Posted by: Unemployed Northeastern | May 26, 2017 10:59:44 AM

The trend here that I find most troubling is the leveling-off projection in the orange area. The reason I find it troubling is that it represents the best efforts of law schools throughout the country to keep their enrollments up, despite clear indications that the legal industry is shrinking (rapidly), despite the severe drop in highly-credentialed applicants (who understand this shrinkage is structural), and despite the legions of unemployed law graduates already out there, many of whom will never work as lawyers and most of whom are deeply in debt.

Posted by: Old Ruster | May 26, 2017 9:42:04 AM

It's only getting worse:

Law schools should take the lead and rethink what they do and how they do it. Graduates need a skill set on day one that is marketable and that justifies the expense of law school. Until that happens, shrinkage will continue.

Posted by: JayGo | May 26, 2017 8:51:50 AM

If you're a lawyer in the legal academy, then times really are good.

In my recollection, law professors are quite adept at not being able to perceive evidence that many of their students don't become successful attorneys. For the most part they have no interest in actual practice of law and have done very little of it. Once they get tenure, they essentially check out of the job market for the rest of their professional lives.

Also, remember that many professors are quite old . A professor who graduated in the 70s or 80s from harvard law has no conception of what a modern law student goes through. He didn't have any student loan debts and probably paid for his schooling with a summer job flipping burgers. He also has no idea that the legal job market has gone to shit. All of the people he went to school with became either prestigious federal judges or biglaw partners. To him, the biggest crisis is whether you chase enormous piles of money doing boring corporate work or slightly smaller piles of money doing more prestigious and interesting work.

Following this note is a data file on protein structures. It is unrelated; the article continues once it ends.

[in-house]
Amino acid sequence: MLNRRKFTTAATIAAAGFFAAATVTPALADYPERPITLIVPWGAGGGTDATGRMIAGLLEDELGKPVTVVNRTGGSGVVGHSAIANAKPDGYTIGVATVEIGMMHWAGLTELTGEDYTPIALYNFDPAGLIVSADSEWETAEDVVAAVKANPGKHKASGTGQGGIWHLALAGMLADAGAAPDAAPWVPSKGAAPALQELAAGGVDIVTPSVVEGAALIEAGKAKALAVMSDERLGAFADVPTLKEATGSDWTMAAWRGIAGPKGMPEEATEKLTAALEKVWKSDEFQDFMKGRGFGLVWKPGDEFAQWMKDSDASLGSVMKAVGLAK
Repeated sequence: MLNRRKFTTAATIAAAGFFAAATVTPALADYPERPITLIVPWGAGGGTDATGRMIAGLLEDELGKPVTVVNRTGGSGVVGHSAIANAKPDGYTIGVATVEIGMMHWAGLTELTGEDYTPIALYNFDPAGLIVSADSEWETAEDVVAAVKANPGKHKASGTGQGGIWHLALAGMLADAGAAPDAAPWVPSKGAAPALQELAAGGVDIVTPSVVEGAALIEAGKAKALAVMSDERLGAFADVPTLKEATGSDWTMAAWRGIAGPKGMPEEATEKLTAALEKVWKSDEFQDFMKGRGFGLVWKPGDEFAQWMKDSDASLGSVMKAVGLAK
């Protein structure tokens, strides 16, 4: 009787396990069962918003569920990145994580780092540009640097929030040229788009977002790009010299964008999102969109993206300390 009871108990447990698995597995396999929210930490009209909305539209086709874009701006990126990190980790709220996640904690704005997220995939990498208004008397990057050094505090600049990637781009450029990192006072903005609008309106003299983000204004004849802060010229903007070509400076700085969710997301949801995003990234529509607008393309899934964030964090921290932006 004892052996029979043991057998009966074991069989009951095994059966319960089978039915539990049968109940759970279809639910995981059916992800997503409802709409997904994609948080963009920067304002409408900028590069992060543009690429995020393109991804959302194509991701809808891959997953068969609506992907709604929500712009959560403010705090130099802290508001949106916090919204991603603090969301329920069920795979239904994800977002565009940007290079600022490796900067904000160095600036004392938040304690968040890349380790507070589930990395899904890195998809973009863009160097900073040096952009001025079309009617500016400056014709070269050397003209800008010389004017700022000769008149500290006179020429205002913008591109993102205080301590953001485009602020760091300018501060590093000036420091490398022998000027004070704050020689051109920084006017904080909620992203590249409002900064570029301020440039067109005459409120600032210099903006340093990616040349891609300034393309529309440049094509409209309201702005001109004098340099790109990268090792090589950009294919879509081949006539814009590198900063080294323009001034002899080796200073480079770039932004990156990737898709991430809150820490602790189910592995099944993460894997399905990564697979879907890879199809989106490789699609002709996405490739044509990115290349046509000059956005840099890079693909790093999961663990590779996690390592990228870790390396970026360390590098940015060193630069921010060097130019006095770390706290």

Posted by: Jim W | May 26, 2017 8:13:39 AM

"How does one reconcile this actual data with those in the legal academy who continue to. . . "

They are liars, fools, or both.

Posted by: terry malloy | May 26, 2017 7:34:33 AM

How does one reconcile this actual data with those in the legal academy who continue to proclaim that times are great for lawyers; there is a shortage of lawyers; a J.D. is a ticket to a million dollar premium no matter what school you attend; there's been no structural shift in the legal profession; 4th tier schools whose students don't get jobs or pass the bar somehow serve the undeserved (hi La Verne); since there are so many people in this country, there is a justice gap requiring the existence of an unlimited amount of failing law schools; etc.? Someone's being disingenuous. Who is it?

Posted by: Anon | May 26, 2017 6:54:08 AM

Here is another disturbing trend. According to the BEA, the real value added (real GDP) of the legal industry is down 1.15% since 1998. However, according to the ABA, between 1998 and 2016 the number of active attorneys has grown 33%! So we have a lot more attorneys, but output is flat.

By comparison, the entire U.S. economy has grown 44.6% since 1998. The finance and insurance industry has grown 79% during that period. Keep in mind, the finance industry was also hit hard by the great recession. But unlike the legal industry, the finance industry has grown 7.6% since 2010 (the beginning of the current economic expansion) while the legal industry has declined 0.8%.

Other industries have also had substantial growth since 1998. The healthcare and social assistance industry has grown 61%. The computer systems design and related services industry has grown 221%.

We have a growing economy that is employing a lot of people. Unfortunately, the growth of other industries has not translated into increased demand for legal services. Instead of publishing bogus studies on the supposed value of a JD or LLM, misreporting the BLS stats, and claiming that the problems in the legal profession are problems all industries face due to globalization, it’s time to acknowledge these troubling trends for the legal profession. It’s time to ask, how can lawyers meet the needs of this growing economy?

Posted by: anon JD/MD | May 26, 2017 6:51:14 AM